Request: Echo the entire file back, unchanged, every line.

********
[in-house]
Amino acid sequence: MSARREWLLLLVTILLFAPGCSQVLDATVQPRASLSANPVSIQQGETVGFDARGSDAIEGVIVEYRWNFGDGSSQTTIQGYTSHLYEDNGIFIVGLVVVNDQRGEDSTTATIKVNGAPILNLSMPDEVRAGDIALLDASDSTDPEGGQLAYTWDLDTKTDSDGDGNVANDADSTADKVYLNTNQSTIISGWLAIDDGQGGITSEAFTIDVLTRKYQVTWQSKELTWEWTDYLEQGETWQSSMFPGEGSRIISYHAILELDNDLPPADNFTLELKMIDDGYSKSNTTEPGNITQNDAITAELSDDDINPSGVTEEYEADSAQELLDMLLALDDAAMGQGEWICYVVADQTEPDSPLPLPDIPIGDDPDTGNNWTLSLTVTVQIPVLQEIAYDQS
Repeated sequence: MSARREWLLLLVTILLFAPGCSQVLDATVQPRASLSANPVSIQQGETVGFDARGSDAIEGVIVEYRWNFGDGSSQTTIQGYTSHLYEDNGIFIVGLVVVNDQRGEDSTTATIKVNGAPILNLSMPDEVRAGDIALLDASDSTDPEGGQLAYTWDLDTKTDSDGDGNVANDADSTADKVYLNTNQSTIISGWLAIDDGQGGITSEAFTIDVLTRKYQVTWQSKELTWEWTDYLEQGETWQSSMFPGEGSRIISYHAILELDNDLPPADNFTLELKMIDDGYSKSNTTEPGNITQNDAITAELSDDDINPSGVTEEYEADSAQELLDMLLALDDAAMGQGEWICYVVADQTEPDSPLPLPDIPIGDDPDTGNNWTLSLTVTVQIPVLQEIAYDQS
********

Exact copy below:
[in-house]
Amino acid sequence: MSARREWLLLLVTILLFAPGCSQVLDATVQPRASLSANPVSIQQGETVGFDARGSDAIEGVIVEYRWNFGDGSSQTTIQGYTSHLYEDNGIFIVGLVVVNDQRGEDSTTATIKVNGAPILNLSMPDEVRAGDIALLDASDSTDPEGGQLAYTWDLDTKTDSDGDGNVANDADSTADKVYLNTNQSTIISGWLAIDDGQGGITSEAFTIDVLTRKYQVTWQSKELTWEWTDYLEQGETWQSSMFPGEGSRIISYHAILELDNDLPPADNFTLELKMIDDGYSKSNTTEPGNITQNDAITAELSDDDINPSGVTEEYEADSAQELLDMLLALDDAAMGQGEWICYVVADQTEPDSPLPLPDIPIGDDPDTGNNWTLSLTVTVQIPVLQEIAYDQS
Repeated sequence: MSARREWLLLLVTILLFAPGCSQVLDATVQPRASLSANPVSIQQGETVGFDARGSDAIEGVIVEYRWNFGDGSSQTTIQGYTSHLYEDNGIFIVGLVVVNDQRGEDSTTATIKVNGAPILNLSMPDEVRAGDIALLDASDSTDPEGGQLAYTWDLDTKTDSDGDGNVANDADSTADKVYLNTNQSTIISGWLAIDDGQGGITSEAFTIDVLTRKYQVTWQSKELTWEWTDYLEQGETWQSSMFPGEGSRIISYHAILELDNDLPPADNFTLELKMIDDGYSKSNTTEPGNITQNDAITAELSDDDINPSGVTEEYEADSAQELLDMLLALDDAAMGQGEWICYVVADQTEPDSPLPLPDIPIGDDPDTGNNWTLSLTVTVQIPVLQEIAYDQS